Reconstructing a Soldier from Roman Egypt

Campbell@Manchester:

More on the lives behind our Roman Period mummy portraits…

Originally posted on Ancient Worlds:

Encaustic portrait of soldier from Roman Egypt in the Manchester Museum collection

Encaustic portrait of soldier from Roman Egypt in the Manchester Museum collection (accession no. 11306)

This is the encaustic portrait of a man who lived in Egypt when it was a province of the Roman Empire. Unfortunately we don’t know his name. It is one of a large number of encaustic or mummy protraits - the total lies in the hundreds Campbell tells me – from Greco-Roman Egypt.

It was the basis of a reconstruction illustration by the talented artist, Graham Sumner, who used to work for the Greater Manchester Archaeology Unit. Graham Sumner’s article ‘Painting a Reconstruction of the Deir el-Medineh Portrait’ can be found in Marie Louise Nosch (ed.) Wearing the Cloak Dressing the Soldier in Roman Times (Oxbow Books, 2012), pp. 117-127.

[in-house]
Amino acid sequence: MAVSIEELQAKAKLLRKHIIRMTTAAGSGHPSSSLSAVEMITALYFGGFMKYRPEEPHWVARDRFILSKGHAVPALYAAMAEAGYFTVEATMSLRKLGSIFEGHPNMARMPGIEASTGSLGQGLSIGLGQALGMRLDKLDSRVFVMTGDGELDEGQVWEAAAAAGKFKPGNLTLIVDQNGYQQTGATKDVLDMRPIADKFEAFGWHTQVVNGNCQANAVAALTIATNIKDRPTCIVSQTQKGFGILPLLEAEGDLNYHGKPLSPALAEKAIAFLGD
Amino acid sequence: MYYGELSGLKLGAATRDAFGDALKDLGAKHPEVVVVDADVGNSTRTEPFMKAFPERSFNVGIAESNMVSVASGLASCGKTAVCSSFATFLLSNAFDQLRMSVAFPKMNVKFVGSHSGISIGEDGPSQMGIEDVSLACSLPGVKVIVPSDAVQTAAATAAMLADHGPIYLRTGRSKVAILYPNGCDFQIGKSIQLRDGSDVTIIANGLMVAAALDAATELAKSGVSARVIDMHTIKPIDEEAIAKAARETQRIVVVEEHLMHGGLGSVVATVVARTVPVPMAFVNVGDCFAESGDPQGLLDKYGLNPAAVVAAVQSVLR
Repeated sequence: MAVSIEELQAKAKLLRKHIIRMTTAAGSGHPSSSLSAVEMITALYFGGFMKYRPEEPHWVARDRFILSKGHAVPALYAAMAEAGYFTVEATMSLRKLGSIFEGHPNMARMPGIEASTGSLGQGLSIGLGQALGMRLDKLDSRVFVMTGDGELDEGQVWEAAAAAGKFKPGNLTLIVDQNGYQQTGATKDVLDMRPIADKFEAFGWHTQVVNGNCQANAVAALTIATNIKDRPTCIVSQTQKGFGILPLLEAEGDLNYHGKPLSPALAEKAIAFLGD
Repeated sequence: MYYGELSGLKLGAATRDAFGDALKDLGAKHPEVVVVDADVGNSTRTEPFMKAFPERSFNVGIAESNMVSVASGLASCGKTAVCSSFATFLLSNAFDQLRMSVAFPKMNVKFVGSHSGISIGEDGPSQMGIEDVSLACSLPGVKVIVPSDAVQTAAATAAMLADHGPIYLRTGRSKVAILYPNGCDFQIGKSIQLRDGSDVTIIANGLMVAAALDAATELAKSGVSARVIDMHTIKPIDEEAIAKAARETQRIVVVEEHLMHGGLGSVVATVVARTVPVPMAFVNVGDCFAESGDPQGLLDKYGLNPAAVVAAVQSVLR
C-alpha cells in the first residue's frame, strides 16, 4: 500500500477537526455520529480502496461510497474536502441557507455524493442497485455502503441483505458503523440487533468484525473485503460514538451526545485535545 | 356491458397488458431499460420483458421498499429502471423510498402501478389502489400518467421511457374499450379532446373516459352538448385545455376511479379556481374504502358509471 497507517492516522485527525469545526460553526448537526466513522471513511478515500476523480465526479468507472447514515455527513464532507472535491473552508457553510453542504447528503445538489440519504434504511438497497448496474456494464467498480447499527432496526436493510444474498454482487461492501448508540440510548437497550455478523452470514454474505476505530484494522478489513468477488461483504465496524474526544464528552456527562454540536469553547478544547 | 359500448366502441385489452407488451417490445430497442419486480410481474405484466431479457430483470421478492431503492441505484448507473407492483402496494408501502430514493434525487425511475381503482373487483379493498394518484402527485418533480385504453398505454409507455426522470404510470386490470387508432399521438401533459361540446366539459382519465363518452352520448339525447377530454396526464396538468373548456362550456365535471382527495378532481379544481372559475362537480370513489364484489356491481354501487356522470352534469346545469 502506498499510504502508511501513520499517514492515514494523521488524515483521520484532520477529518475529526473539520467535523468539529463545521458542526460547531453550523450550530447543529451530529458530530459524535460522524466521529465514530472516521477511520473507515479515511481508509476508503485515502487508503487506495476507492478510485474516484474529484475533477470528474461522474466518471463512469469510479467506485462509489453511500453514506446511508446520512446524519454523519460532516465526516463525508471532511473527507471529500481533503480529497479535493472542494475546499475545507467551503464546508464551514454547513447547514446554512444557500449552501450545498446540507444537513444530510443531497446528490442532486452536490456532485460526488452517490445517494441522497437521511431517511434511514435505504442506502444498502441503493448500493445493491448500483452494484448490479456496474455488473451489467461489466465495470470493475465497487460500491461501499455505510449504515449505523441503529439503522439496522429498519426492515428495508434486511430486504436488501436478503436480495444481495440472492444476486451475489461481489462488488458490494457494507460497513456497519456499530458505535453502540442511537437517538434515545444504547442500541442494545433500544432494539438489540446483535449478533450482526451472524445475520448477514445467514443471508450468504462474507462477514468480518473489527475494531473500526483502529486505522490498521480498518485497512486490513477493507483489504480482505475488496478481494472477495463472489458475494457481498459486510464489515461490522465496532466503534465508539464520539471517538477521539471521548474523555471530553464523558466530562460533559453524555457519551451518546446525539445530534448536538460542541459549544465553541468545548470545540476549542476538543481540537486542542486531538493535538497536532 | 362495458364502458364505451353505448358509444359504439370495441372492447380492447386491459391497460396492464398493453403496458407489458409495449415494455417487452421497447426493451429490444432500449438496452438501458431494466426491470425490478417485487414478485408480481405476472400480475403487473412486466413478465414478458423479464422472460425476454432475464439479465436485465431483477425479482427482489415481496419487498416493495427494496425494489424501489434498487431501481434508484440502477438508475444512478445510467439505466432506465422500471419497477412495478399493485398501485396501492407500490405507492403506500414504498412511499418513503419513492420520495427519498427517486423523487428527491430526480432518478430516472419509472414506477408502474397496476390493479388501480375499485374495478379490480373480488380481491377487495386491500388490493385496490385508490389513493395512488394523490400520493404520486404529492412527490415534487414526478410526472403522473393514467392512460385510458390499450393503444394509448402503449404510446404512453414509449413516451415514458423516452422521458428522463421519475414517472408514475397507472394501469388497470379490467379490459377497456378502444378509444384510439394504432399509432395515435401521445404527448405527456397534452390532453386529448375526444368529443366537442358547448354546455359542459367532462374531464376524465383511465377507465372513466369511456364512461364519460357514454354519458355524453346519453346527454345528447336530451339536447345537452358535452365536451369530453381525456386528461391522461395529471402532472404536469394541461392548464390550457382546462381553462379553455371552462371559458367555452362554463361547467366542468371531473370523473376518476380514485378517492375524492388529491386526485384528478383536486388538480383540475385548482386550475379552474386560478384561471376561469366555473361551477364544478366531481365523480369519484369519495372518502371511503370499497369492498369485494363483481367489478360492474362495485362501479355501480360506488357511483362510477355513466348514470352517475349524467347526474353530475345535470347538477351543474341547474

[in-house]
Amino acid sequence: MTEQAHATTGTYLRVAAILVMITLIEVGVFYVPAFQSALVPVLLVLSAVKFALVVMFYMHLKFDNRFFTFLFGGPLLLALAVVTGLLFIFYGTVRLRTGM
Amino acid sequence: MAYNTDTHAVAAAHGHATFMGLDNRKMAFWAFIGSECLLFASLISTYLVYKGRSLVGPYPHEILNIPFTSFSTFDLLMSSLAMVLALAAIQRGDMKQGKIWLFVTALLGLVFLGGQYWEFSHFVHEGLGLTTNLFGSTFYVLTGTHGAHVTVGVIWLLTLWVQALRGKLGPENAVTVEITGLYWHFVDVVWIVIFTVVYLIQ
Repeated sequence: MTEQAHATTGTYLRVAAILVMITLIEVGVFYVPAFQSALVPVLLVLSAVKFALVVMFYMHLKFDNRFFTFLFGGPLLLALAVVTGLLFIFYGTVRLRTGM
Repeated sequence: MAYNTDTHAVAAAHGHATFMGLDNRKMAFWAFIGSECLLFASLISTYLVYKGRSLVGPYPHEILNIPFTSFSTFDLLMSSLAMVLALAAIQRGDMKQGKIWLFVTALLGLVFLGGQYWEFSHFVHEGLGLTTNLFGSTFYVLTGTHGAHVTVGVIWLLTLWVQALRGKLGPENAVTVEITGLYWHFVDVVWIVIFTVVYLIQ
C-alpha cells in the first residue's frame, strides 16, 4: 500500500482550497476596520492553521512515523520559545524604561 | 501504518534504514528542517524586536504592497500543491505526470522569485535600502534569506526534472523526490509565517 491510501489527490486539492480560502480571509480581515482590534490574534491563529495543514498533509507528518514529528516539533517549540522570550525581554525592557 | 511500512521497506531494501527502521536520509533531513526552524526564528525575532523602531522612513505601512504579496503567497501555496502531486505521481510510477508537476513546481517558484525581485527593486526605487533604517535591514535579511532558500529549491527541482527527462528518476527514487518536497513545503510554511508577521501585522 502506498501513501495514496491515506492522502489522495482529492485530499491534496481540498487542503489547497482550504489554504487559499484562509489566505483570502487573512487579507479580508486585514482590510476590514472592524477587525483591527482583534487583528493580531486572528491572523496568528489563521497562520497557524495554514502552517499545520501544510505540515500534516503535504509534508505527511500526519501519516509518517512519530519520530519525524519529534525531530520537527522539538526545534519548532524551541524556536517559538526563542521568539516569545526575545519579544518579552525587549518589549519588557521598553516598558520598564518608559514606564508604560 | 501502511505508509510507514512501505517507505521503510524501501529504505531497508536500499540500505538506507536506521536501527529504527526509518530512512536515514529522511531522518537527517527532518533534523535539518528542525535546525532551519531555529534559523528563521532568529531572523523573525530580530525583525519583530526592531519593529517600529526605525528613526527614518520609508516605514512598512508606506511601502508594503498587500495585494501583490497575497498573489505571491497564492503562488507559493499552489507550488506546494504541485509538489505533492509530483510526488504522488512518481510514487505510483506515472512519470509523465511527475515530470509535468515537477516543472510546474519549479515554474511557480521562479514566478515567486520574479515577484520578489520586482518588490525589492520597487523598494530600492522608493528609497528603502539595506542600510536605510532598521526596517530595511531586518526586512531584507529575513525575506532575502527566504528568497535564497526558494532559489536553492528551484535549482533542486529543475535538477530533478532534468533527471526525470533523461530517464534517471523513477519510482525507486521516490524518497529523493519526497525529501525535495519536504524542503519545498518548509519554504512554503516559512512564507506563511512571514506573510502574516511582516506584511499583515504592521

Graham Sumner's reconstruction of the Roman soldier from Egypt whose encaustic portrait is in the Manchester Museum collection

Graham Sumner’s reconstruction of the Roman soldier from Egypt whose encaustic portrait is in the Manchester Museum collection

This is  how Graham Sumner has portrayed the anonymous man…

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1 Comment

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One response to “Reconstructing a Soldier from Roman Egypt

  1. anyhow, it’s very interesting!

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